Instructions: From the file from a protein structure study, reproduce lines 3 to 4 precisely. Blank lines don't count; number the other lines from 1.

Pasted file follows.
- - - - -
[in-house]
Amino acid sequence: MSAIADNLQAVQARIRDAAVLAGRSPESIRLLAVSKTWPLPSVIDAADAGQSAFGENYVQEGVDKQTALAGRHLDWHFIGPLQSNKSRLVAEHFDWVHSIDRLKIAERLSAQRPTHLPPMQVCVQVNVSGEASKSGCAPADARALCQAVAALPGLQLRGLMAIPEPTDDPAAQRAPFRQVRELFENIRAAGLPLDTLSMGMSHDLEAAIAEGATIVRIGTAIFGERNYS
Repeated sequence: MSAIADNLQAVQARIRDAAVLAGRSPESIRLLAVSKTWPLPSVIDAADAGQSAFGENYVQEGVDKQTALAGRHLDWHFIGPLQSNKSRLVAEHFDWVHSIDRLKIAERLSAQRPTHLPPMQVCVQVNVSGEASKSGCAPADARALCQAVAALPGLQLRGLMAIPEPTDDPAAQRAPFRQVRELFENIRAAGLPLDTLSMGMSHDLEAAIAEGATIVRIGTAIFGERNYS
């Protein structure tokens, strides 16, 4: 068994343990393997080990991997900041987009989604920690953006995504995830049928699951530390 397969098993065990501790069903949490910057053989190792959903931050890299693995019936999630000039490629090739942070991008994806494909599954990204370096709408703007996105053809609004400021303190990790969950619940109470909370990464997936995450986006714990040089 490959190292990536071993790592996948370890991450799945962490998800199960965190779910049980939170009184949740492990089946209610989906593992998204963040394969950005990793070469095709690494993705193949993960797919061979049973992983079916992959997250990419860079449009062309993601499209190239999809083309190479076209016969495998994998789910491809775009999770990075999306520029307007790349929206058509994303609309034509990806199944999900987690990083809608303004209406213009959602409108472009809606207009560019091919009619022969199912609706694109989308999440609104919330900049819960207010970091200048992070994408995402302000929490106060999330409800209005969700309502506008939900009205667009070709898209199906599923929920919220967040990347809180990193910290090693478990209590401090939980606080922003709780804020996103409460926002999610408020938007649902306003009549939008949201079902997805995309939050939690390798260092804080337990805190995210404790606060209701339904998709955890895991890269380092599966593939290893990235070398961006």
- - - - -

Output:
Repeated sequence: MSAIADNLQAVQARIRDAAVLAGRSPESIRLLAVSKTWPLPSVIDAADAGQSAFGENYVQEGVDKQTALAGRHLDWHFIGPLQSNKSRLVAEHFDWVHSIDRLKIAERLSAQRPTHLPPMQVCVQVNVSGEASKSGCAPADARALCQAVAALPGLQLRGLMAIPEPTDDPAAQRAPFRQVRELFENIRAAGLPLDTLSMGMSHDLEAAIAEGATIVRIGTAIFGERNYS
């Protein structure tokens, strides 16, 4: 068994343990393997080990991997900041987009989604920690953006995504995830049928699951530390 397969098993065990501790069903949490910057053989190792959903931050890299693995019936999630000039490629090739942070991008994806494909599954990204370096709408703007996105053809609004400021303190990790969950619940109470909370990464997936995450986006714990040089 490959190292990536071993790592996948370890991450799945962490998800199960965190779910049980939170009184949740492990089946209610989906593992998204963040394969950005990793070469095709690494993705193949993960797919061979049973992983079916992959997250990419860079449009062309993601499209190239999809083309190479076209016969495998994998789910491809775009999770990075999306520029307007790349929206058509994303609309034509990806199944999900987690990083809608303004209406213009959602409108472009809606207009560019091919009619022969199912609706694109989308999440609104919330900049819960207010970091200048992070994408995402302000929490106060999330409800209005969700309502506008939900009205667009070709898209199906599923929920919220967040990347809180990193910290090693478990209590401090939980606080922003709780804020996103409460926002999610408020938007649902306003009549939008949201079902997805995309939050939690390798260092804080337990805190995210404790606060209701339904998709955890895991890269380092599966593939290893990235070398961006």